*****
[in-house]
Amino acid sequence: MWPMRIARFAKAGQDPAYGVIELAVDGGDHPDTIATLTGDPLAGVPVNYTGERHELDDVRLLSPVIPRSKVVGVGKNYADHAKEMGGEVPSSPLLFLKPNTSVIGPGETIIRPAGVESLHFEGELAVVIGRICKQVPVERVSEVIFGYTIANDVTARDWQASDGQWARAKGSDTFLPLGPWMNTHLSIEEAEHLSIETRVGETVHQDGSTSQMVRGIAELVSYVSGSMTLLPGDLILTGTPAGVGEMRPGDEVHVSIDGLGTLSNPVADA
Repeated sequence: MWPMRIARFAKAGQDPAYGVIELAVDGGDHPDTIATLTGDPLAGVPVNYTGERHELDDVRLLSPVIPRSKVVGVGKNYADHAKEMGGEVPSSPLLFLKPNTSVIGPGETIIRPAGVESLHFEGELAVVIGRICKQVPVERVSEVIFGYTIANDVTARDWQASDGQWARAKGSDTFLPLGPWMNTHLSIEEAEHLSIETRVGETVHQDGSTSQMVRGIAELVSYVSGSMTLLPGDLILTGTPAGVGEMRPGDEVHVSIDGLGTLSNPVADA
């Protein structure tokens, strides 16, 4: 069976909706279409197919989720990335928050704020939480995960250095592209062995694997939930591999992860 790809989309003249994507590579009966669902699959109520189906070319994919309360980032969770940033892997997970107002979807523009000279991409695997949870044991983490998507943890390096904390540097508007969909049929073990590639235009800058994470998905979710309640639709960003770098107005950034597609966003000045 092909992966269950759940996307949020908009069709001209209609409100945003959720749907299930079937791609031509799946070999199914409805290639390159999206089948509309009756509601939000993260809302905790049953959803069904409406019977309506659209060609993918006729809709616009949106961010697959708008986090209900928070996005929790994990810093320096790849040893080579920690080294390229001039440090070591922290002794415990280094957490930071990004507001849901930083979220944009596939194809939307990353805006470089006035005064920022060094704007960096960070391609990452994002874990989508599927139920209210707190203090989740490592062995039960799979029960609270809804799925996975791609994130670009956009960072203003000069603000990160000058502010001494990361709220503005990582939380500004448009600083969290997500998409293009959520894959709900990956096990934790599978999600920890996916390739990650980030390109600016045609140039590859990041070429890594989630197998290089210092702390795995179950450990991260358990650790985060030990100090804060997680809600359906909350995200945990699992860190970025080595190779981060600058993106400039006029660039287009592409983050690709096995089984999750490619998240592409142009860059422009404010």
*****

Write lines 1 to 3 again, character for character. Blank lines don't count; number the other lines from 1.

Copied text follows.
[in-house]
Amino acid sequence: MWPMRIARFAKAGQDPAYGVIELAVDGGDHPDTIATLTGDPLAGVPVNYTGERHELDDVRLLSPVIPRSKVVGVGKNYADHAKEMGGEVPSSPLLFLKPNTSVIGPGETIIRPAGVESLHFEGELAVVIGRICKQVPVERVSEVIFGYTIANDVTARDWQASDGQWARAKGSDTFLPLGPWMNTHLSIEEAEHLSIETRVGETVHQDGSTSQMVRGIAELVSYVSGSMTLLPGDLILTGTPAGVGEMRPGDEVHVSIDGLGTLSNPVADA
Repeated sequence: MWPMRIARFAKAGQDPAYGVIELAVDGGDHPDTIATLTGDPLAGVPVNYTGERHELDDVRLLSPVIPRSKVVGVGKNYADHAKEMGGEVPSSPLLFLKPNTSVIGPGETIIRPAGVESLHFEGELAVVIGRICKQVPVERVSEVIFGYTIANDVTARDWQASDGQWARAKGSDTFLPLGPWMNTHLSIEEAEHLSIETRVGETVHQDGSTSQMVRGIAELVSYVSGSMTLLPGDLILTGTPAGVGEMRPGDEVHVSIDGLGTLSNPVADA